There is a kind of poetry to my arrival in Bordeaux at this point in my trip. After this week I will be taking a hiatus from the wine discovery for about seven weeks, travelling through the UK, Ireland and Northern Europe playing the part of the cliché Australian backpacker. After this I will be working the vintage in Germany and will be having a different wine experience to the one I have had over the past 10 months. This therefore means that Bordeaux is the last wine region I will visit until November when I finish vintage and finish off my French wine discovery in places like Burgundy and the Loire Valley. In a way my journey has been leading up to Bordeaux as it is considered to be the greatest wine region in the world. Wine consumers and critics are more widely enamoured of this region than any other to the point that Bordeaux wines often sell for exorbitant prices in secondary markets if they are from a prestigious house and a great vintage. Bordeaux has created such a strong image around itself, the wines and the appelations that very few wine connoisseurs would struggle to name at least one left bank appellation. This region is the reference for marketing, branding and wine style for so many regions around the world that the cabernet sauvignon variety is the most widely planted in the world. There are thousands of wineries around the world who attempt to produce wine in the Bordeaux model, using the classic varieties and winemaking techniques to produce robust full-bodied and oaky wines. Almost every country I have visited has at least one Bordeaux variety planted, and there are many examples of the blend from Germany, Italy, Portugal, Chile and the USA. So after being shown so many ‘bordeaux’ wines in my journey coming here to taste the original and still the best is like the end of a pilgrimage. My first day was spent in the south eastern parts of Bordeaux at Chateau Canon La Gaffeliere, Chateau L’Eglise Clinet and Chateau d’Yquem.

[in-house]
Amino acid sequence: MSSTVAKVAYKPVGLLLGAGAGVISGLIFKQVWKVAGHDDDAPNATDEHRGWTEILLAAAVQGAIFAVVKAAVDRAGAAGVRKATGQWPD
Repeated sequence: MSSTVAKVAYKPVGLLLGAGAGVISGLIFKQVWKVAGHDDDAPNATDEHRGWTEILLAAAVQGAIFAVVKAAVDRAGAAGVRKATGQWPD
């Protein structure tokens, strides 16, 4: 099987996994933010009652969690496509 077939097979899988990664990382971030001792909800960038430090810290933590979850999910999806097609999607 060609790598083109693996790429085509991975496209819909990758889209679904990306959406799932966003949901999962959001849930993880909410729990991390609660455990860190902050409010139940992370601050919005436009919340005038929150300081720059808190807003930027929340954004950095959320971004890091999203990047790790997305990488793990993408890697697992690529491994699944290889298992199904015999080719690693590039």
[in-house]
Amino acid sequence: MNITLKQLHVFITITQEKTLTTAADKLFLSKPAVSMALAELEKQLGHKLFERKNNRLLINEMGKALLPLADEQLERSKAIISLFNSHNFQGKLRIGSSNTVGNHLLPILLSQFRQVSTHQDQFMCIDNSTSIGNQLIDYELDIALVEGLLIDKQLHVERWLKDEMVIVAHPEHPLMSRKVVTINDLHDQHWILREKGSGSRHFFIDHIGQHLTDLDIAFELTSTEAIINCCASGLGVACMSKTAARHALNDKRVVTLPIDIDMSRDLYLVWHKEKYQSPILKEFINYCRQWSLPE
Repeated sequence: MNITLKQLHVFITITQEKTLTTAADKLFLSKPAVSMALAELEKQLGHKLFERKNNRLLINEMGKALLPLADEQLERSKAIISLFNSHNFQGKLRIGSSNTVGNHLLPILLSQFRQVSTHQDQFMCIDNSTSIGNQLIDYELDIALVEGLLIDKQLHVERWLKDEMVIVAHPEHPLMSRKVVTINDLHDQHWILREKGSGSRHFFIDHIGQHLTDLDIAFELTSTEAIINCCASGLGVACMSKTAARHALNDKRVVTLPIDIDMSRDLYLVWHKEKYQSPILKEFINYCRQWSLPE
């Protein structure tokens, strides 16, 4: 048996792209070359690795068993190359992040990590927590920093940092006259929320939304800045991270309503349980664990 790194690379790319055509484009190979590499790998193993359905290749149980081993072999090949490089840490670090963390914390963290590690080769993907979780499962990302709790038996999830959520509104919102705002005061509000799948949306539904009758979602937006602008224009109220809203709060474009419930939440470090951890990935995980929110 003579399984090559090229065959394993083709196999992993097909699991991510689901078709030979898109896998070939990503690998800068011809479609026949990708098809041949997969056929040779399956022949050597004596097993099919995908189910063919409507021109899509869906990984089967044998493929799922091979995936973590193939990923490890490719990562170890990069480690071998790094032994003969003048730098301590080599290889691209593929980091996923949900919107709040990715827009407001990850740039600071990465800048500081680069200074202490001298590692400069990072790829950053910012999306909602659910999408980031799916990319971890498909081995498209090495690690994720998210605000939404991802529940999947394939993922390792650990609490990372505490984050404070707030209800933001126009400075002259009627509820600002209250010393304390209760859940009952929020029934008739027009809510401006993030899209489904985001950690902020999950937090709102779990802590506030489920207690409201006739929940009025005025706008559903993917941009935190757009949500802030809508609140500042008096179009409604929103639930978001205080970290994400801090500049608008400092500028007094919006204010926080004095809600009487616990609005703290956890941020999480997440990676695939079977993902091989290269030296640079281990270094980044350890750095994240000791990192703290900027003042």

Outside the famous Chateau d’Yquem

Continue reading

Leave a comment

Filed under Winery Visits

Comtes Von Neipperg – 23/07/2012

Chateau D’Aiguihe 2007
Nice tarry black fruits cassis blackcurrant with a slight dusty balsamic note. Soft bright, good intensity and freshness, dark fruits but soft and structured. Approachable tannins and very well balanced. Reasonably simple but quite good.

Clos de L’Oratoire Grand Cru 2007
Slightly deeper and earthier, more brooding and yet still bright and fresh with expressive dark fruits. More character in the palate, earthier more savoury elements, definitely oak influence in the flavours and texture. Slightly chewier but balanced through the palate.

Chateau Canon la Gaffeliere Grand Cru 2007
More refined and closed, more mature and assured, earthy and slightly meaty with concentrated red fruits. Very bright lifted and intense, very fresh and pure, late influence on oak, structure but wonderful lines through the palate, very young. A coiled spring will open up with time.

La Mondotte 2007
More floral and dark fruits, nice concentration and lifted aromatics, full on the nose and inviting. Soft mellow and smooth, but balanced and structured through the palate. Very approachable now, not sure it will improve much, it’s great now. Quite different.

Chateau Canon la Gafelliere

Leave a comment

Filed under Tasting Notes